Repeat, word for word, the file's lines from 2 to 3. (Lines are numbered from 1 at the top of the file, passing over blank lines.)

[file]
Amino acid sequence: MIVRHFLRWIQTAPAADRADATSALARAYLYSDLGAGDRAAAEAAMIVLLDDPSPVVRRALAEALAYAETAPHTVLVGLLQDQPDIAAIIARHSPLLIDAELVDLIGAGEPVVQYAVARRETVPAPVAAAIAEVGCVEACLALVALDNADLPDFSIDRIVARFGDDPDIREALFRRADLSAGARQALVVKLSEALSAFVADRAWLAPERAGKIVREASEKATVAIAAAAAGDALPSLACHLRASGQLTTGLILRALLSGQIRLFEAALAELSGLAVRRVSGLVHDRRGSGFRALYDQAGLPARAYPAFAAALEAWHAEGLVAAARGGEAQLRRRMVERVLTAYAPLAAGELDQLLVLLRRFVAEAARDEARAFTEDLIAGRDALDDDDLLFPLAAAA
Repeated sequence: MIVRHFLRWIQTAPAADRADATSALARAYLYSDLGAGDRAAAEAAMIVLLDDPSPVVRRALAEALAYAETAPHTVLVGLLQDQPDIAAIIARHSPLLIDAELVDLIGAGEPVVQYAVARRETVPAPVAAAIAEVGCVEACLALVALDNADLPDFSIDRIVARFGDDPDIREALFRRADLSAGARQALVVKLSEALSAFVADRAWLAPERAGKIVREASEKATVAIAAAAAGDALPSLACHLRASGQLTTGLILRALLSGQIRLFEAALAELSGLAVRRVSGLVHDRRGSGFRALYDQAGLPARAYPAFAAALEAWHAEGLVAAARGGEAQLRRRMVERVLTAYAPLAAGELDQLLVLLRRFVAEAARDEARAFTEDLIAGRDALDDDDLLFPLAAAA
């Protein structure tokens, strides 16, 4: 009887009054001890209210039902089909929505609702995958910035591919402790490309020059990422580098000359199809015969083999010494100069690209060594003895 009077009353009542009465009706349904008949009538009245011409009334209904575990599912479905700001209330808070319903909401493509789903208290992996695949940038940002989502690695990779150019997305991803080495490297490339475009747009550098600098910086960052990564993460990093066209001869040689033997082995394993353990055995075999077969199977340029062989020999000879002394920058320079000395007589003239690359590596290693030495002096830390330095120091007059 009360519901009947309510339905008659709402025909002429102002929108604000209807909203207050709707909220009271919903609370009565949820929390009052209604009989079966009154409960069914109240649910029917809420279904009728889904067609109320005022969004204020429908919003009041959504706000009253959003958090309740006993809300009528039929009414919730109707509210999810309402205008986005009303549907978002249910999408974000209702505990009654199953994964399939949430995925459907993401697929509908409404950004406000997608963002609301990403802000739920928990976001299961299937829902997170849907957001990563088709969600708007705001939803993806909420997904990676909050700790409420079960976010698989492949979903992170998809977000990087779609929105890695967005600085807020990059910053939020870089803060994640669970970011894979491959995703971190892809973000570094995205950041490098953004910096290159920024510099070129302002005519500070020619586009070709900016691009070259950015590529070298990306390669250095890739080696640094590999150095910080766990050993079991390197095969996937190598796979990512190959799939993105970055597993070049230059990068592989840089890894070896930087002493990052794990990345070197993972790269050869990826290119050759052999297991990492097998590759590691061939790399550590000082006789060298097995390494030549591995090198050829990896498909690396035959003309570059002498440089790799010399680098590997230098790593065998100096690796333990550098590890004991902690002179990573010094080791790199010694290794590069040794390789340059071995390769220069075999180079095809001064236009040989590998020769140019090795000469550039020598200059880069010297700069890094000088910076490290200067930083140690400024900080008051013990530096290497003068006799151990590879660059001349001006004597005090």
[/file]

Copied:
Repeated sequence: MIVRHFLRWIQTAPAADRADATSALARAYLYSDLGAGDRAAAEAAMIVLLDDPSPVVRRALAEALAYAETAPHTVLVGLLQDQPDIAAIIARHSPLLIDAELVDLIGAGEPVVQYAVARRETVPAPVAAAIAEVGCVEACLALVALDNADLPDFSIDRIVARFGDDPDIREALFRRADLSAGARQALVVKLSEALSAFVADRAWLAPERAGKIVREASEKATVAIAAAAAGDALPSLACHLRASGQLTTGLILRALLSGQIRLFEAALAELSGLAVRRVSGLVHDRRGSGFRALYDQAGLPARAYPAFAAALEAWHAEGLVAAARGGEAQLRRRMVERVLTAYAPLAAGELDQLLVLLRRFVAEAARDEARAFTEDLIAGRDALDDDDLLFPLAAAA
């Protein structure tokens, strides 16, 4: 009887009054001890209210039902089909929505609702995958910035591919402790490309020059990422580098000359199809015969083999010494100069690209060594003895 009077009353009542009465009706349904008949009538009245011409009334209904575990599912479905700001209330808070319903909401493509789903208290992996695949940038940002989502690695990779150019997305991803080495490297490339475009747009550098600098910086960052990564993460990093066209001869040689033997082995394993353990055995075999077969199977340029062989020999000879002394920058320079000395007589003239690359590596290693030495002096830390330095120091007059 009360519901009947309510339905008659709402025909002429102002929108604000209807909203207050709707909220009271919903609370009565949820929390009052209604009989079966009154409960069914109240649910029917809420279904009728889904067609109320005022969004204020429908919003009041959504706000009253959003958090309740006993809300009528039929009414919730109707509210999810309402205008986005009303549907978002249910999408974000209702505990009654199953994964399939949430995925459907993401697929509908409404950004406000997608963002609301990403802000739920928990976001299961299937829902997170849907957001990563088709969600708007705001939803993806909420997904990676909050700790409420079960976010698989492949979903992170998809977000990087779609929105890695967005600085807020990059910053939020870089803060994640669970970011894979491959995703971190892809973000570094995205950041490098953004910096290159920024510099070129302002005519500070020619586009070709900016691009070259950015590529070298990306390669250095890739080696640094590999150095910080766990050993079991390197095969996937190598796979990512190959799939993105970055597993070049230059990068592989840089890894070896930087002493990052794990990345070197993972790269050869990826290119050759052999297991990492097998590759590691061939790399550590000082006789060298097995390494030549591995090198050829990896498909690396035959003309570059002498440089790799010399680098590997230098790593065998100096690796333990550098590890004991902690002179990573010094080791790199010694290794590069040794390789340059071995390769220069075999180079095809001064236009040989590998020769140019090795000469550039020598200059880069010297700069890094000088910076490290200067930083140690400024900080008051013990530096290497003068006799151990590879660059001349001006004597005090």